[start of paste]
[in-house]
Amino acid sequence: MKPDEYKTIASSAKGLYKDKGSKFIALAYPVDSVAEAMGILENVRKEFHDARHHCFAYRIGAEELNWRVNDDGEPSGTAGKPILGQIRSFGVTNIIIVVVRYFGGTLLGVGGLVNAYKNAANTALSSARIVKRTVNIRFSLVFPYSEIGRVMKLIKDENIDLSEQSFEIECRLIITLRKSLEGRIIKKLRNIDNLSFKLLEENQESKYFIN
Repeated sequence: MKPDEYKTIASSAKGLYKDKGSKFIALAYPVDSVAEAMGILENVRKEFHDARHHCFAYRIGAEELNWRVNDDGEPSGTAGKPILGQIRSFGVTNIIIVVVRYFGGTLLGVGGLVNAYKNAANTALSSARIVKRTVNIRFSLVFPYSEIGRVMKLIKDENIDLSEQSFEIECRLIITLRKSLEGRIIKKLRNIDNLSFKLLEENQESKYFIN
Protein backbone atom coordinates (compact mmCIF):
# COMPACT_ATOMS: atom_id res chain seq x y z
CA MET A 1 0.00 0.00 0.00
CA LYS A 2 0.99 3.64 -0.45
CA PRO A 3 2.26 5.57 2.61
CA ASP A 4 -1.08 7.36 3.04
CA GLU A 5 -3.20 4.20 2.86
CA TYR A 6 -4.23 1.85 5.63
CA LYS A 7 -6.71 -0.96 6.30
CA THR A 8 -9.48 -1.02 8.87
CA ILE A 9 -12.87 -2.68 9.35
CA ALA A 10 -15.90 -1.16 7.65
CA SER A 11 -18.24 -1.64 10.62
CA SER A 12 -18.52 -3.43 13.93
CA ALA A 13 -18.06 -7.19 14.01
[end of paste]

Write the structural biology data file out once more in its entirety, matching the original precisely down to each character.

[in-house]
Amino acid sequence: MKPDEYKTIASSAKGLYKDKGSKFIALAYPVDSVAEAMGILENVRKEFHDARHHCFAYRIGAEELNWRVNDDGEPSGTAGKPILGQIRSFGVTNIIIVVVRYFGGTLLGVGGLVNAYKNAANTALSSARIVKRTVNIRFSLVFPYSEIGRVMKLIKDENIDLSEQSFEIECRLIITLRKSLEGRIIKKLRNIDNLSFKLLEENQESKYFIN
Repeated sequence: MKPDEYKTIASSAKGLYKDKGSKFIALAYPVDSVAEAMGILENVRKEFHDARHHCFAYRIGAEELNWRVNDDGEPSGTAGKPILGQIRSFGVTNIIIVVVRYFGGTLLGVGGLVNAYKNAANTALSSARIVKRTVNIRFSLVFPYSEIGRVMKLIKDENIDLSEQSFEIECRLIITLRKSLEGRIIKKLRNIDNLSFKLLEENQESKYFIN
Protein backbone atom coordinates (compact mmCIF):
# COMPACT_ATOMS: atom_id res chain seq x y z
CA MET A 1 0.00 0.00 0.00
CA LYS A 2 0.99 3.64 -0.45
CA PRO A 3 2.26 5.57 2.61
CA ASP A 4 -1.08 7.36 3.04
CA GLU A 5 -3.20 4.20 2.86
CA TYR A 6 -4.23 1.85 5.63
CA LYS A 7 -6.71 -0.96 6.30
CA THR A 8 -9.48 -1.02 8.87
CA ILE A 9 -12.87 -2.68 9.35
CA ALA A 10 -15.90 -1.16 7.65
CA SER A 11 -18.24 -1.64 10.62
CA SER A 12 -18.52 -3.43 13.93
CA ALA A 13 -18.06 -7.19 14.01